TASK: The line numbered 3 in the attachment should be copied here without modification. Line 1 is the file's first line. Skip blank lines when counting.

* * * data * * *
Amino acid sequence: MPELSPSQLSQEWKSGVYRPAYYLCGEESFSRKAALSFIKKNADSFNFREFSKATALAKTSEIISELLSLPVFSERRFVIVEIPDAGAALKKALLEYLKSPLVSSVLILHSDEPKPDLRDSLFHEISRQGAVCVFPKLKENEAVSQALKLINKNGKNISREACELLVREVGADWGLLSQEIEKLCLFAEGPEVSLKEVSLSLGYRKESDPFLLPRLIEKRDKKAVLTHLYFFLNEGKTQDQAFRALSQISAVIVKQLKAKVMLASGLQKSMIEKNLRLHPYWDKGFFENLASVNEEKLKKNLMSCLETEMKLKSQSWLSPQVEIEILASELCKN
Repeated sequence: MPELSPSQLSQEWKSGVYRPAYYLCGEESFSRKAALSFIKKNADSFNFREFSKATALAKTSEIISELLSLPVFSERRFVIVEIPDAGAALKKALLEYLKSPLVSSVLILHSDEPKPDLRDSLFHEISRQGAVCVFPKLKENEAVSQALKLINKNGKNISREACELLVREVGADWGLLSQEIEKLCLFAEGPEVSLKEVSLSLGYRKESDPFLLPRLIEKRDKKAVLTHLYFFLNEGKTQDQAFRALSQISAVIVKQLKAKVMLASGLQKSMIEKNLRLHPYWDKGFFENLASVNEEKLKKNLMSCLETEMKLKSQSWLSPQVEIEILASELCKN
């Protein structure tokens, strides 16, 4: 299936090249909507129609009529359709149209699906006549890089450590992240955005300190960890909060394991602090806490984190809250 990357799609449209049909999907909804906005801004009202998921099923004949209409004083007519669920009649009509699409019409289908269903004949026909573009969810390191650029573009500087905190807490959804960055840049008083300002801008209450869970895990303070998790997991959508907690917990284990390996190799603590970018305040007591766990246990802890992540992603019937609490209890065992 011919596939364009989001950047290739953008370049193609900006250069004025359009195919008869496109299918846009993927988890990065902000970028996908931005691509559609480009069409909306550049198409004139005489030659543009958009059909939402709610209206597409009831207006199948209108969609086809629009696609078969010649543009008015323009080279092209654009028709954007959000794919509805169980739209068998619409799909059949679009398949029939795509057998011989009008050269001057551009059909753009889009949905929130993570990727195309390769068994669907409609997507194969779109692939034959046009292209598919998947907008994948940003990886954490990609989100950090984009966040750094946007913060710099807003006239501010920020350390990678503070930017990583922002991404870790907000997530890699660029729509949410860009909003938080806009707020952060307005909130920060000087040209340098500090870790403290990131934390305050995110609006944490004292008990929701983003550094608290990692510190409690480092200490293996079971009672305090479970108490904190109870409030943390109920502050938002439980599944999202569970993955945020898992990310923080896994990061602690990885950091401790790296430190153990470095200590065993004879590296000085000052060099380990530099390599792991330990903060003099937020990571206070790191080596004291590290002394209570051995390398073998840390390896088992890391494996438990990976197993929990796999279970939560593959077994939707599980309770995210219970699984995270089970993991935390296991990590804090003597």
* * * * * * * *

């Protein structure tokens, strides 16, 4: 299936090249909507129609009529359709149209699906006549890089450590992240955005300190960890909060394991602090806490984190809250 990357799609449209049909999907909804906005801004009202998921099923004949209409004083007519669920009649009509699409019409289908269903004949026909573009969810390191650029573009500087905190807490959804960055840049008083300002801008209450869970895990303070998790997991959508907690917990284990390996190799603590970018305040007591766990246990802890992540992603019937609490209890065992 011919596939364009989001950047290739953008370049193609900006250069004025359009195919008869496109299918846009993927988890990065902000970028996908931005691509559609480009069409909306550049198409004139005489030659543009958009059909939402709610209206597409009831207006199948209108969609086809629009696609078969010649543009008015323009080279092209654009028709954007959000794919509805169980739209068998619409799909059949679009398949029939795509057998011989009008050269001057551009059909753009889009949905929130993570990727195309390769068994669907409609997507194969779109692939034959046009292209598919998947907008994948940003990886954490990609989100950090984009966040750094946007913060710099807003006239501010920020350390990678503070930017990583922002991404870790907000997530890699660029729509949410860009909003938080806009707020952060307005909130920060000087040209340098500090870790403290990131934390305050995110609006944490004292008990929701983003550094608290990692510190409690480092200490293996079971009672305090479970108490904190109870409030943390109920502050938002439980599944999202569970993955945020898992990310923080896994990061602690990885950091401790790296430190153990470095200590065993004879590296000085000052060099380990530099390599792991330990903060003099937020990571206070790191080596004291590290002394209570051995390398073998840390390896088992890391494996438990990976197993929990796999279970939560593959077994939707599980309770995210219970699984995270089970993991935390296991990590804090003597």